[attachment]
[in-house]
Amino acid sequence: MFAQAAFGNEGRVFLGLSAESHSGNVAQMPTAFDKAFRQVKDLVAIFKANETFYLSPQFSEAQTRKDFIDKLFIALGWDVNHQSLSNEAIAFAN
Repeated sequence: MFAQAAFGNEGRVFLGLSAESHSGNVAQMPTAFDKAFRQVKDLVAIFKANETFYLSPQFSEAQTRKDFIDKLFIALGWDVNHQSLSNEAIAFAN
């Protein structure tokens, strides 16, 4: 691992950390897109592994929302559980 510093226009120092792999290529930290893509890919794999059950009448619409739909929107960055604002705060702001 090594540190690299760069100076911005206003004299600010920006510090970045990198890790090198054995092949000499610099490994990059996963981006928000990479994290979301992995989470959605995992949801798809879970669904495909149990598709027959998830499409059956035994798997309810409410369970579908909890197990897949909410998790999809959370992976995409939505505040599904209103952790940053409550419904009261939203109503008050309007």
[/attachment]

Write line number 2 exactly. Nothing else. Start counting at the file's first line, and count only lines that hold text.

Amino acid sequence: MFAQAAFGNEGRVFLGLSAESHSGNVAQMPTAFDKAFRQVKDLVAIFKANETFYLSPQFSEAQTRKDFIDKLFIALGWDVNHQSLSNEAIAFAN